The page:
INTERPOL’s ChemEx Unit has a well-functioning cooperation with international organizations – such as Europol, the World Customs Organization (WCO) and the Organisation for the Prohibition of Chemical Weapons (OPCW).
More specifically, ChemEx also supports the European Explosive Ordnance Disposal Network (EEODN), the International Bomb Data Centre Working Group (IBDCWG) and The WCO's Programme Global Shield.
Programme Global Shield
The Global Shield Programme is a project that seeks to combat the illicit trafficking in chemical explosives precursors and is led by the WCO, with INTERPOL’s ChemEx unit as a key partner.
Programme Global Shield monitors the licit movement of 14 explosive precursor chemicals in order to identify illicit cross-border diversion and trafficking of chemicals for the manufacture of IEDs.
The ChemEx unit is the main focal point at INTERPOL for dealing with the messages that relate to Global shield and to provide specialized training within the Global Shield cooperation framework; thereby connecting customs authorities with law enforcement.
Support to INTERPOL member countries
INTERPOL is uniquely positioned to provide significant support to the police services of its member countries by employing an intelligence-driven, prevention-oriented, investigative approach.
To help those services meet the goals of an effective CBRNE terrorism prevention programme, INTERPOL’s ChemEx Unit provides the following support services: .
Intelligence analysis for police services
Solid criminal intelligence analysis will ensure the prevention of an attack by allowing law enforcement authorities to get on the trail of the perpetrators before they can carry out their attacks. This can be achieved by tip-offs, surveillance of suspects or by covert samplings of suspicious material by forensic experts.
Training programmes preventing the illegal dispersal of chemical materials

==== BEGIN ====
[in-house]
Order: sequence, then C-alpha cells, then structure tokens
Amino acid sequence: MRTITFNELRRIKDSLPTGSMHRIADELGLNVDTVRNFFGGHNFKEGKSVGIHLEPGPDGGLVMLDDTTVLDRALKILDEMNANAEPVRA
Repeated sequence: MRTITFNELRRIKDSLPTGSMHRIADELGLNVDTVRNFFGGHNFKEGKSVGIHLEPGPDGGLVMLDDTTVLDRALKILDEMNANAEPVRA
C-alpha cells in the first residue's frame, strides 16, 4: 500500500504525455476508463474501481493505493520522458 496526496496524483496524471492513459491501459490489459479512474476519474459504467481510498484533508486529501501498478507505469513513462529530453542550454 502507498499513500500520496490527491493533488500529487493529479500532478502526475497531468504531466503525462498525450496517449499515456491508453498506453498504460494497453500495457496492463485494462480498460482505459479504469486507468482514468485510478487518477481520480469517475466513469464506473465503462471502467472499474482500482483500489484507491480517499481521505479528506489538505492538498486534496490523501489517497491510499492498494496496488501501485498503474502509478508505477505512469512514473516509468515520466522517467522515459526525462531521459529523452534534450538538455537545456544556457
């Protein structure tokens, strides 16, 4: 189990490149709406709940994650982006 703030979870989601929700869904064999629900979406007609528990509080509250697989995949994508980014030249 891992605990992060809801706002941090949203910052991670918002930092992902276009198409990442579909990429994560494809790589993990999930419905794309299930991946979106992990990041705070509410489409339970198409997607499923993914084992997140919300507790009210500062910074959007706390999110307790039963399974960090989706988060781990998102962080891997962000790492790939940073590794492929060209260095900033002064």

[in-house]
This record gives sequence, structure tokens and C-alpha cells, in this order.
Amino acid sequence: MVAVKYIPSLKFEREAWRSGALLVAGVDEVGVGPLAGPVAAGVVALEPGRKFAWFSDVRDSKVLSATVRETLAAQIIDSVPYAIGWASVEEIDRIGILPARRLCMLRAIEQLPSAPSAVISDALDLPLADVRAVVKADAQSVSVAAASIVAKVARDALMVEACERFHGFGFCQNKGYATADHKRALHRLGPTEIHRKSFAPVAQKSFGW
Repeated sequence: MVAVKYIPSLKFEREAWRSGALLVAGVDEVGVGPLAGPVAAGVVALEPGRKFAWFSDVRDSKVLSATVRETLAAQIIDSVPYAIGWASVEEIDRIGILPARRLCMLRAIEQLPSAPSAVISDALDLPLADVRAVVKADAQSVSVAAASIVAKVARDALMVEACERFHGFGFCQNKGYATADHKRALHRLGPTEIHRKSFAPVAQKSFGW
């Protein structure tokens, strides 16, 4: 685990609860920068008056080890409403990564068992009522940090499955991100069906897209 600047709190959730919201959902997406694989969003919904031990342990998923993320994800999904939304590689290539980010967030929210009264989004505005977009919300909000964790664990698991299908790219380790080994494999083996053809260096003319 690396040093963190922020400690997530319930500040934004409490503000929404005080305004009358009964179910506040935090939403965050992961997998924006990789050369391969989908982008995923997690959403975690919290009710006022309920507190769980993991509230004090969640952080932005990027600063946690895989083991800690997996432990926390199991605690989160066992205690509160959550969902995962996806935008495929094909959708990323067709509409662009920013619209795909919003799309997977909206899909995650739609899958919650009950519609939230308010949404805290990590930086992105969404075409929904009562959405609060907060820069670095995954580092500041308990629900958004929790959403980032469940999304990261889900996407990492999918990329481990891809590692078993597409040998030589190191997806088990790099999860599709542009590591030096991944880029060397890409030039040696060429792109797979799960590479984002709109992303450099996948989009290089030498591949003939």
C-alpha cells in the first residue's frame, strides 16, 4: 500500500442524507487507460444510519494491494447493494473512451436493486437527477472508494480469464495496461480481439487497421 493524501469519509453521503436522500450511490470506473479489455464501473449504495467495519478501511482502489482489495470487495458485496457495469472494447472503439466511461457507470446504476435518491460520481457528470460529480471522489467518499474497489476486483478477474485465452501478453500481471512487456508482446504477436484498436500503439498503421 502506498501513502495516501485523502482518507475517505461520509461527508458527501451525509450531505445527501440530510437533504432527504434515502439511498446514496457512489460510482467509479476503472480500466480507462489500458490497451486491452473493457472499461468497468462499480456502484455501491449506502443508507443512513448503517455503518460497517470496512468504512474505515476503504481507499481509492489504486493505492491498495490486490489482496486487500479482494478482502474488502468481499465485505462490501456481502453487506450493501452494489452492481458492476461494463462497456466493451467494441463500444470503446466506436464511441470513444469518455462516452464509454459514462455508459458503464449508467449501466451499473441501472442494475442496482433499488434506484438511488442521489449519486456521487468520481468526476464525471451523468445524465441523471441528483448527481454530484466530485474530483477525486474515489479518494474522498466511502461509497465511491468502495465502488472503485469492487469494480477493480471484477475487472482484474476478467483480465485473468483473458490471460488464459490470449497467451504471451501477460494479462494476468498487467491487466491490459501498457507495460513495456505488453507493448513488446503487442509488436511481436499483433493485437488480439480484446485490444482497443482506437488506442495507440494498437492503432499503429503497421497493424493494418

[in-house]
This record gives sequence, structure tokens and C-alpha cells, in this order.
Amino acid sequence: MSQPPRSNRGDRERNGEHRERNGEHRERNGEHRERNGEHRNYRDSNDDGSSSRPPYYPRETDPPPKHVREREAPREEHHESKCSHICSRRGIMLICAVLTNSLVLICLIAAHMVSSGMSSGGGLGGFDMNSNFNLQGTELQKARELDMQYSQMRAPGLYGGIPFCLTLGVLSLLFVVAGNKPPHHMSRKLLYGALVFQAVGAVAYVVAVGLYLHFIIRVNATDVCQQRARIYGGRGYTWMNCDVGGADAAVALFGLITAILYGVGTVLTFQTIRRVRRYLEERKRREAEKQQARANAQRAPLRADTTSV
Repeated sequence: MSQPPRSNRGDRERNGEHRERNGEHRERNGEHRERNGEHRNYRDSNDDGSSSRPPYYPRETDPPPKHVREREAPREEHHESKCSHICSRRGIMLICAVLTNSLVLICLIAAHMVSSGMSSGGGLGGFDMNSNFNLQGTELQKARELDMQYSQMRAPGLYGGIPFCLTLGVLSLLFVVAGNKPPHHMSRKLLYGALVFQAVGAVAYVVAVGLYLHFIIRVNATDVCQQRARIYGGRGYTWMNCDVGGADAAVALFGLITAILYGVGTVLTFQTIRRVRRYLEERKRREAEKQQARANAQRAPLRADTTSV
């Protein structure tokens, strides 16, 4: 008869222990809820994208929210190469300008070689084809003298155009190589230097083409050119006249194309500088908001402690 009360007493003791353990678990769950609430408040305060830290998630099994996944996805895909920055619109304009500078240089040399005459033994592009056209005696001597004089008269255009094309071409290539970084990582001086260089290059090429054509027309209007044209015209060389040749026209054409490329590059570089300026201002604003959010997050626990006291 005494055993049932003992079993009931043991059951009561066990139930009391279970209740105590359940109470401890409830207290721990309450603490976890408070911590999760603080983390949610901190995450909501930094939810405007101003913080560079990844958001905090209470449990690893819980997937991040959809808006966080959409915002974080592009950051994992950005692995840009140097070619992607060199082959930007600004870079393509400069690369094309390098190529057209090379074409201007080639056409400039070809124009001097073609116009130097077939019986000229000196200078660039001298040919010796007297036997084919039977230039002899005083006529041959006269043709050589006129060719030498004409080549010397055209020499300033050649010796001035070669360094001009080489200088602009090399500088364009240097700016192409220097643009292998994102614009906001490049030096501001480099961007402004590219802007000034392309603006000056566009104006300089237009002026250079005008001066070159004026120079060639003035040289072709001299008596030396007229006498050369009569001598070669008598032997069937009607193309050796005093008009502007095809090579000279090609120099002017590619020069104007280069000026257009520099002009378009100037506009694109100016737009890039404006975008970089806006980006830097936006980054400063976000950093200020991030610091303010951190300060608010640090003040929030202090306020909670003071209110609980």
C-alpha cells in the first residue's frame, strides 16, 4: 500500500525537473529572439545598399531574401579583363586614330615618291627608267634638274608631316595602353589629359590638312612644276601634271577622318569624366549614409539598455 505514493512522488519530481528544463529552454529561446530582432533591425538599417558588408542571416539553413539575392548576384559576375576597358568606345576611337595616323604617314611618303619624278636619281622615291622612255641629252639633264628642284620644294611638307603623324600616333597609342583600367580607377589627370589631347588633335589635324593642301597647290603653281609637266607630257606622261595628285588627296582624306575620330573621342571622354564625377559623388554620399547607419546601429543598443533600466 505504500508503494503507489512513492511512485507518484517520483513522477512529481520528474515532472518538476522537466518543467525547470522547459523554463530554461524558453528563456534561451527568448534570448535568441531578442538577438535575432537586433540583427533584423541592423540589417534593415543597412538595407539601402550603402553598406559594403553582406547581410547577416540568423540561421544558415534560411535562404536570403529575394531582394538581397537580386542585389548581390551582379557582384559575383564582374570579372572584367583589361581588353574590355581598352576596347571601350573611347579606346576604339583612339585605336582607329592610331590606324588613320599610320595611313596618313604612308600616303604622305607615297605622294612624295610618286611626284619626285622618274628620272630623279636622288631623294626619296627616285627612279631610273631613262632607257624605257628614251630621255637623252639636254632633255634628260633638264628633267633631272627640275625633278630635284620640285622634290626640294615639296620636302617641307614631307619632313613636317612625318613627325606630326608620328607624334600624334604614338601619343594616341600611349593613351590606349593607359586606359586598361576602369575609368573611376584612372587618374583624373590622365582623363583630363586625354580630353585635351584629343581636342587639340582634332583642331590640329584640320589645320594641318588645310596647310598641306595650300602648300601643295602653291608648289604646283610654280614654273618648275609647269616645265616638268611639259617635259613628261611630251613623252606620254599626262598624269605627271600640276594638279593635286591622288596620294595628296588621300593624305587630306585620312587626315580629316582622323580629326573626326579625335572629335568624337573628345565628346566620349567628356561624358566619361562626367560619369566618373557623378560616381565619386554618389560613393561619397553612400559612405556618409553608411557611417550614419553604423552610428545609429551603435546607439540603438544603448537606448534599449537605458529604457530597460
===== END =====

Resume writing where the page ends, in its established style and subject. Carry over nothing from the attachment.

INTERPOL also provides training for law enforcement officials and other first responders so as to ensure a comprehensive and structured approach in preventing CBRNE attacks. The approach taken by INTERPOL's ChemEx Unit promotes training and awareness enhancement, coupled with capability development.
Responding to and investigating chemical threats and malicious incidents
The criminal case begins as soon as the suspects or CBRNE materials start to move. Since materials, money, information and individuals are highly likely to cross national borders, INTERPOL will be in a unique position to interconnect national law enforcement agencies and to facilitate cross-border cooperation.
The importance of information-sharing
Information exchange between national agencies is of the utmost importance to prevent an attack from taking place.
National agencies need to work together and assure that they can cooperate effectively. However, sharing sensitive information – and acting upon it – takes time and practice, as it also requires trust between partners and their ability to maintain confidentiality and properly utilise sensitive information.
Nevertheless, in order to successfully combat chemical and explosives terrorism, it is vital that law enforcement agencies around the world work together.
Project Geiger Report Form for National Central Bureaus
Authorized users can report a nuclear or radiological incident or event, such as a theft, loss, detection or seizure in two ways:
- Via the online form. This will be sent directly to the INTERPOL General Secretariat.
- Via the offline form. This can be downloaded and emailed to other agencies and organizations as necessary, as well as the INTERPOL General Secretariat.
All reports must be either copied to or sent by the National Central Bureau.